I don't even think Roku listens. Roku seems to be a guy with an idea (Netflix streamer) or two (brightscript) who is content to incrementally improve his toy while the world is washing past.
Funny that you say this at a time when the latest sales figures show Roku at the top of the charts, while big, bad Apple has fallen to fourth place. Perhaps you meant that company out of Cupertino when you said "...while the world is washing past"? http://www.parksassociates.com/blog/art ... -landscape
I think streaming (OTT) has a bright future, but I don't expect Roku hardware to be part of that future. Getting their apps on televisions is a great idea, but Roku needs to be on a device like the DVR+ or the TiVo and cable/satellite boxes. If there is a Roku 4, it will likely be an incremental improvement over the Roku 3. This is not enough to compete going forward.
Surprised to read this. I'm sure there were people who never thought Roku would enter into partnerships with television manufacturers to showcase their technology and services. Since they did - and before other "big players" - why in the world would a DVR option w/OTA (or agreements with cable ops) be out of the realm of possibility? I'm not getting this. They've already demonstrated they're not going to just offer incremental box updates. Given that, why would you think they wouldn't want to explore or foresee other means of offering their services? That, honestly, seems directly contradicted by what they've already done. I guess you think they're just going to rest on their proverbial laurels now. I'd tend to give them more credit than that.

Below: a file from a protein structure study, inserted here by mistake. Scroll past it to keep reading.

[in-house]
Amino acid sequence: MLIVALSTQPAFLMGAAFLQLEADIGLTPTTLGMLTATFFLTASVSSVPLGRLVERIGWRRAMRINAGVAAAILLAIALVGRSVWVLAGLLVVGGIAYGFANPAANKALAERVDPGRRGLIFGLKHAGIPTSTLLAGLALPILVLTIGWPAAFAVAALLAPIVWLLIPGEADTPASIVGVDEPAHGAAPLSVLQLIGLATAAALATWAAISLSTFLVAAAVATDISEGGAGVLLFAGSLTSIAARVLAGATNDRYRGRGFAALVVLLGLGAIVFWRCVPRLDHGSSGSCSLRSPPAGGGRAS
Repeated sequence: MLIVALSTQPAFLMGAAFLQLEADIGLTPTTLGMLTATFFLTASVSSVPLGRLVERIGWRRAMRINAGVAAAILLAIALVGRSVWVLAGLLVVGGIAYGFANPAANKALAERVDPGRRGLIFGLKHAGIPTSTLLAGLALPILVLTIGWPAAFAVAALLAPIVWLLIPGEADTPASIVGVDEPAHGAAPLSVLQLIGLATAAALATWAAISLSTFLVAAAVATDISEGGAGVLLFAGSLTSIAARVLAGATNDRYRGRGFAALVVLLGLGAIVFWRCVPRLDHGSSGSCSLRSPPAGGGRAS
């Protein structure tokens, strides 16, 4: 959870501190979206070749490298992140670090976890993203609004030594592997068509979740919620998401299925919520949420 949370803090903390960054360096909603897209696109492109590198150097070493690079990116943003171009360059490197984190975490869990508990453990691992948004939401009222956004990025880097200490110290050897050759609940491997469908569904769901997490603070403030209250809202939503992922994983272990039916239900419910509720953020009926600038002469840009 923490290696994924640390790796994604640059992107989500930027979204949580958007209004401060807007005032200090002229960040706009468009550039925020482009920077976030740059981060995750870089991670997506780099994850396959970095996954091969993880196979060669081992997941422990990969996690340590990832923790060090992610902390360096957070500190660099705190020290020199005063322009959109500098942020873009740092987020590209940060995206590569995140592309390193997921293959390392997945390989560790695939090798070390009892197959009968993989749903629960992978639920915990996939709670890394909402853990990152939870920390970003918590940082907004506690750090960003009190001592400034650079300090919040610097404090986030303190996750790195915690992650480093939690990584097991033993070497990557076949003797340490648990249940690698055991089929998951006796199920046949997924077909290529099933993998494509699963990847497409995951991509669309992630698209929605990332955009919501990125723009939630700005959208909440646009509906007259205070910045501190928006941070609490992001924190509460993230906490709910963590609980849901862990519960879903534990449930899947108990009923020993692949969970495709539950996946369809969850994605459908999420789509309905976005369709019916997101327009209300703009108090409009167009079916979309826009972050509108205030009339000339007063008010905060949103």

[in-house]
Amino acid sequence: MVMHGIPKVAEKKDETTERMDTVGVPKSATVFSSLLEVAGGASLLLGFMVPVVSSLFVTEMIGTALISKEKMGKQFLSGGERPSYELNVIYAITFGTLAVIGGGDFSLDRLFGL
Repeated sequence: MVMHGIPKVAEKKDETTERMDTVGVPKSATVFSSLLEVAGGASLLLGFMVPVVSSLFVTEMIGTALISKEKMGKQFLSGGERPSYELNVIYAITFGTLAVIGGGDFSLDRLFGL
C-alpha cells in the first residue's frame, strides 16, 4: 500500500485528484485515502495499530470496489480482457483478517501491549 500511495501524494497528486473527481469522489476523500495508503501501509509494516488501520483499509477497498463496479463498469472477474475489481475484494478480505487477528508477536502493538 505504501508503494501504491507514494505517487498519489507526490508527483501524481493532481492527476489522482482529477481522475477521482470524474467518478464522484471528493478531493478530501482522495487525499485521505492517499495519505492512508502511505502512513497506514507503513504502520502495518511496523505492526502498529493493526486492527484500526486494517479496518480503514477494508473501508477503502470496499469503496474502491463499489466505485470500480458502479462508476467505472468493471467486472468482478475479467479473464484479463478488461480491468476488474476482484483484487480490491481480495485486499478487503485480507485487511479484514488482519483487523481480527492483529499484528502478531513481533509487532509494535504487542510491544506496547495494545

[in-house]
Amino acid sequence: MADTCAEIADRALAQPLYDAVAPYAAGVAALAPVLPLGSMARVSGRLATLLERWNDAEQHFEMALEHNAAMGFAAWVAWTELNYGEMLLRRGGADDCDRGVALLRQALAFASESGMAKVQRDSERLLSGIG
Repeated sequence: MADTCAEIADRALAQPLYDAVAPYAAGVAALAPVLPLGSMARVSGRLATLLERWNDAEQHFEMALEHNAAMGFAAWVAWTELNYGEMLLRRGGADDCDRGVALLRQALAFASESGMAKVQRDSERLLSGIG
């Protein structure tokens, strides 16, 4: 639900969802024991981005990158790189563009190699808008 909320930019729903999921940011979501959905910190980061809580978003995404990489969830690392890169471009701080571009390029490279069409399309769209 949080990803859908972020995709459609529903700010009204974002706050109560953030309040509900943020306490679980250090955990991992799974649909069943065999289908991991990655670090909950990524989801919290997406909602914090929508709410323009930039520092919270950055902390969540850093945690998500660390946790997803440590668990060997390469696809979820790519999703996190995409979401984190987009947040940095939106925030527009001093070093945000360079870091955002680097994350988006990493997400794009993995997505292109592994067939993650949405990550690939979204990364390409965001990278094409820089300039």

You mentioned Tivo as a company that listens. Well, they're still holding firm on the monthly/lifetime subscription model for essentially a channel guide and DVR management. Granted, everyone loves the interface. Tivo occasionally has sales on its OTA Roamio's lifetime subscription pricing, which can reduce it to $300 ($50 for the box, $250 for half-price lifetime subscription). But they just can't quite let go of that model. Were they to settle on $200-$250 for the OTA Roamio with no additional fees, you'd probably be real close to the killer app of hardware.
That said, it really seems to fall short on the number of available apps. On a humorous side note, I noticed they offer this "continuing care" warranty that covers your Tivo for the duration of the time you're subscribing. After a year, they say, you can get a replacement Tivo (not even necessarily new) for $49! if yours has a problem. Nevermind that a new Tivo Roamio costs -- $49, lol. I hate the subscription model. Tivo - set yourself free and soar. Ditch the subscriptions.
Amazon has somewhat of an advantage in that they can throw out the Fire TV box as a loss-leader and/or bundle it with Prime because they can make up the revenue elsewhere. A company like Roku doesn't have that option.